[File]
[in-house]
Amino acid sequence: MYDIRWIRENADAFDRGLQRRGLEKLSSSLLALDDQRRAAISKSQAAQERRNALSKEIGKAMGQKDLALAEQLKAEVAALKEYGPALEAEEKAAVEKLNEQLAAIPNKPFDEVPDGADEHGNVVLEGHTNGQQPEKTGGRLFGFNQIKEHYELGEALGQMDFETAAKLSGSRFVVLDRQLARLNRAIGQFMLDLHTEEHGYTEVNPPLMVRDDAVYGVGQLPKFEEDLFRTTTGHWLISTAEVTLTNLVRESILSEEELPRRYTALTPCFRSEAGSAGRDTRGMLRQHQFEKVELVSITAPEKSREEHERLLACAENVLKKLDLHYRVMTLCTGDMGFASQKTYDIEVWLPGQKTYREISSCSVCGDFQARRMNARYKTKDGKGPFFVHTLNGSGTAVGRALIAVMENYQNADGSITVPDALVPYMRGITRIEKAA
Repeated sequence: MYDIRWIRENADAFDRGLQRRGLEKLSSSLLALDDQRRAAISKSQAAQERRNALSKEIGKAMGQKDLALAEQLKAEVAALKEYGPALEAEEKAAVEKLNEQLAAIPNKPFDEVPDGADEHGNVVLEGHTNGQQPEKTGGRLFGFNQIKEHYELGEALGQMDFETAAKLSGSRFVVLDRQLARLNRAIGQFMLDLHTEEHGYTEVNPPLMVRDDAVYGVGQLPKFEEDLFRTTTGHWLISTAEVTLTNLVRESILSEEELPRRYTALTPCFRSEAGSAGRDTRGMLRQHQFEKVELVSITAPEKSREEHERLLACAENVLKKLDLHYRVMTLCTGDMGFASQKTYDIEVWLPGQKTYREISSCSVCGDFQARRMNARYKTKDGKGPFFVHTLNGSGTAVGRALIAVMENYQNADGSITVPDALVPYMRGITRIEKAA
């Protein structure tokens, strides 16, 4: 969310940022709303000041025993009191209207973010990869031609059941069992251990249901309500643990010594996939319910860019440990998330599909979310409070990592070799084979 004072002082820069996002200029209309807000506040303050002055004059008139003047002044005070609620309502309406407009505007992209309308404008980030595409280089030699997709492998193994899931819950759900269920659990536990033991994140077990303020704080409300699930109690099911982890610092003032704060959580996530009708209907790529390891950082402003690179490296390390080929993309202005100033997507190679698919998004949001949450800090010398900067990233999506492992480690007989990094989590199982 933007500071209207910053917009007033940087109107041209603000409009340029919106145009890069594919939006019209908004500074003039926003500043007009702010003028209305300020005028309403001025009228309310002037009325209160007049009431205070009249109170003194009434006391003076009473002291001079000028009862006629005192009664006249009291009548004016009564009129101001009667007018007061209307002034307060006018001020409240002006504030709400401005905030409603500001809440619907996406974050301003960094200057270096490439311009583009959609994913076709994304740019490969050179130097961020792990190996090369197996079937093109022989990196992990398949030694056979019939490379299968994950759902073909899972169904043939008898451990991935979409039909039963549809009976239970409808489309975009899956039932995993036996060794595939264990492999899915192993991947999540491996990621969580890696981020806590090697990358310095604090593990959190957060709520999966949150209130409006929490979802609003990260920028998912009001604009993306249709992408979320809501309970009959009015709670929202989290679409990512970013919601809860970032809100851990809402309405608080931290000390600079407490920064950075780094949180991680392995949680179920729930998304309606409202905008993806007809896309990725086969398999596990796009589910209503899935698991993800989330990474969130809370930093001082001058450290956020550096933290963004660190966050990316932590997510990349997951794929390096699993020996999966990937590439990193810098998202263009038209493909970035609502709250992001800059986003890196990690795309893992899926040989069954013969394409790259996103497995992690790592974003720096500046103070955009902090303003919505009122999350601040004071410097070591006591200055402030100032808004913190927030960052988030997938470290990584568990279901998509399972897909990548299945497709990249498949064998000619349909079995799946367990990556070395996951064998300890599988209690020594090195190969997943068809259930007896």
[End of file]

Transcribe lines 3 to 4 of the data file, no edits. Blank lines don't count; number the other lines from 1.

Repeated sequence: MYDIRWIRENADAFDRGLQRRGLEKLSSSLLALDDQRRAAISKSQAAQERRNALSKEIGKAMGQKDLALAEQLKAEVAALKEYGPALEAEEKAAVEKLNEQLAAIPNKPFDEVPDGADEHGNVVLEGHTNGQQPEKTGGRLFGFNQIKEHYELGEALGQMDFETAAKLSGSRFVVLDRQLARLNRAIGQFMLDLHTEEHGYTEVNPPLMVRDDAVYGVGQLPKFEEDLFRTTTGHWLISTAEVTLTNLVRESILSEEELPRRYTALTPCFRSEAGSAGRDTRGMLRQHQFEKVELVSITAPEKSREEHERLLACAENVLKKLDLHYRVMTLCTGDMGFASQKTYDIEVWLPGQKTYREISSCSVCGDFQARRMNARYKTKDGKGPFFVHTLNGSGTAVGRALIAVMENYQNADGSITVPDALVPYMRGITRIEKAA
């Protein structure tokens, strides 16, 4: 969310940022709303000041025993009191209207973010990869031609059941069992251990249901309500643990010594996939319910860019440990998330599909979310409070990592070799084979 004072002082820069996002200029209309807000506040303050002055004059008139003047002044005070609620309502309406407009505007992209309308404008980030595409280089030699997709492998193994899931819950759900269920659990536990033991994140077990303020704080409300699930109690099911982890610092003032704060959580996530009708209907790529390891950082402003690179490296390390080929993309202005100033997507190679698919998004949001949450800090010398900067990233999506492992480690007989990094989590199982 933007500071209207910053917009007033940087109107041209603000409009340029919106145009890069594919939006019209908004500074003039926003500043007009702010003028209305300020005028309403001025009228309310002037009325209160007049009431205070009249109170003194009434006391003076009473002291001079000028009862006629005192009664006249009291009548004016009564009129101001009667007018007061209307002034307060006018001020409240002006504030709400401005905030409603500001809440619907996406974050301003960094200057270096490439311009583009959609994913076709994304740019490969050179130097961020792990190996090369197996079937093109022989990196992990398949030694056979019939490379299968994950759902073909899972169904043939008898451990991935979409039909039963549809009976239970409808489309975009899956039932995993036996060794595939264990492999899915192993991947999540491996990621969580890696981020806590090697990358310095604090593990959190957060709520999966949150209130409006929490979802609003990260920028998912009001604009993306249709992408979320809501309970009959009015709670929202989290679409990512970013919601809860970032809100851990809402309405608080931290000390600079407490920064950075780094949180991680392995949680179920729930998304309606409202905008993806007809896309990725086969398999596990796009589910209503899935698991993800989330990474969130809370930093001082001058450290956020550096933290963004660190966050990316932590997510990349997951794929390096699993020996999966990937590439990193810098998202263009038209493909970035609502709250992001800059986003890196990690795309893992899926040989069954013969394409790259996103497995992690790592974003720096500046103070955009902090303003919505009122999350601040004071410097070591006591200055402030100032808004913190927030960052988030997938470290990584568990279901998509399972897909990548299945497709990249498949064998000619349909079995799946367990990556070395996951064998300890599988209690020594090195190969997943068809259930007896």